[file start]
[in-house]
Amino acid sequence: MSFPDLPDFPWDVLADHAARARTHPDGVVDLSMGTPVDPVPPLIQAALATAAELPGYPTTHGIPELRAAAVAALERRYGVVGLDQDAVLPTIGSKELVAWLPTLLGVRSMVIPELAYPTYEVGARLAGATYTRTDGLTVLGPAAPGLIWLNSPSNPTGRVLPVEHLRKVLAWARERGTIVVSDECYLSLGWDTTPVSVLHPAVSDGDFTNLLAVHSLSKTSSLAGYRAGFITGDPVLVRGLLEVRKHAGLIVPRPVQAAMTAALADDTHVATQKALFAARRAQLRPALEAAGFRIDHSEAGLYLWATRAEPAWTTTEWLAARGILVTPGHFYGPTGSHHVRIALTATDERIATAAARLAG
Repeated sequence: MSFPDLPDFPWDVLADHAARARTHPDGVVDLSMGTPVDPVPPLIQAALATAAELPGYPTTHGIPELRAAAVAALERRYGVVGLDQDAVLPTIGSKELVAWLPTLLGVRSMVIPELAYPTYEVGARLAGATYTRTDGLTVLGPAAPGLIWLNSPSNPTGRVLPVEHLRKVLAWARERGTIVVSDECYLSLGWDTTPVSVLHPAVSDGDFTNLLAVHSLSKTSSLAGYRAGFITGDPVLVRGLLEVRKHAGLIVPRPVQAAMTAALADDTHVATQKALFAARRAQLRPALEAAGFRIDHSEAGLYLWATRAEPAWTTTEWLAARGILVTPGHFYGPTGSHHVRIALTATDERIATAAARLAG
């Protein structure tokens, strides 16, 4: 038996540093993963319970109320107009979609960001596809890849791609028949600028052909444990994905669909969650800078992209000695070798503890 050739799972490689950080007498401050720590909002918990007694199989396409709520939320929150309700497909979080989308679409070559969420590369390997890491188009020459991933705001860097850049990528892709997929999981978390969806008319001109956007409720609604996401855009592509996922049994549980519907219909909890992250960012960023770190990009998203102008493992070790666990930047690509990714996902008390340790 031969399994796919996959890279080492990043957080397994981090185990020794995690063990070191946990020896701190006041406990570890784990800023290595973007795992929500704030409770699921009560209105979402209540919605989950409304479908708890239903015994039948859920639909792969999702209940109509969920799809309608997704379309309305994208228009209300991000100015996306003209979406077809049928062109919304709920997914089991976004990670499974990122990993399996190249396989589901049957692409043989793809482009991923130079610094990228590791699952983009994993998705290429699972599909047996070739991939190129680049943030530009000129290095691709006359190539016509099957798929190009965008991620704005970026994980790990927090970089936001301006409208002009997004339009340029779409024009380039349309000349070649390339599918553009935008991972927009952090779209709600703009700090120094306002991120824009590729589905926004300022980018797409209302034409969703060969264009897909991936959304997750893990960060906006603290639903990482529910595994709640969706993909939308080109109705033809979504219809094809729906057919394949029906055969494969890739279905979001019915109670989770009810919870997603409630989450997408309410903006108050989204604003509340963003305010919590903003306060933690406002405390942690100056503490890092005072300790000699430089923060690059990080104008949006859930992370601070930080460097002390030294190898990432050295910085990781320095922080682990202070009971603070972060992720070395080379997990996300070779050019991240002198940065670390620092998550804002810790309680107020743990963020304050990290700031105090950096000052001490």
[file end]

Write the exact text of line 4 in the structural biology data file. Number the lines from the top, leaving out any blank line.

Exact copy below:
């Protein structure tokens, strides 16, 4: 038996540093993963319970109320107009979609960001596809890849791609028949600028052909444990994905669909969650800078992209000695070798503890 050739799972490689950080007498401050720590909002918990007694199989396409709520939320929150309700497909979080989308679409070559969420590369390997890491188009020459991933705001860097850049990528892709997929999981978390969806008319001109956007409720609604996401855009592509996922049994549980519907219909909890992250960012960023770190990009998203102008493992070790666990930047690509990714996902008390340790 031969399994796919996959890279080492990043957080397994981090185990020794995690063990070191946990020896701190006041406990570890784990800023290595973007795992929500704030409770699921009560209105979402209540919605989950409304479908708890239903015994039948859920639909792969999702209940109509969920799809309608997704379309309305994208228009209300991000100015996306003209979406077809049928062109919304709920997914089991976004990670499974990122990993399996190249396989589901049957692409043989793809482009991923130079610094990228590791699952983009994993998705290429699972599909047996070739991939190129680049943030530009000129290095691709006359190539016509099957798929190009965008991620704005970026994980790990927090970089936001301006409208002009997004339009340029779409024009380039349309000349070649390339599918553009935008991972927009952090779209709600703009700090120094306002991120824009590729589905926004300022980018797409209302034409969703060969264009897909991936959304997750893990960060906006603290639903990482529910595994709640969706993909939308080109109705033809979504219809094809729906057919394949029906055969494969890739279905979001019915109670989770009810919870997603409630989450997408309410903006108050989204604003509340963003305010919590903003306060933690406002405390942690100056503490890092005072300790000699430089923060690059990080104008949006859930992370601070930080460097002390030294190898990432050295910085990781320095922080682990202070009971603070972060992720070395080379997990996300070779050019991240002198940065670390620092998550804002810790309680107020743990963020304050990290700031105090950096000052001490």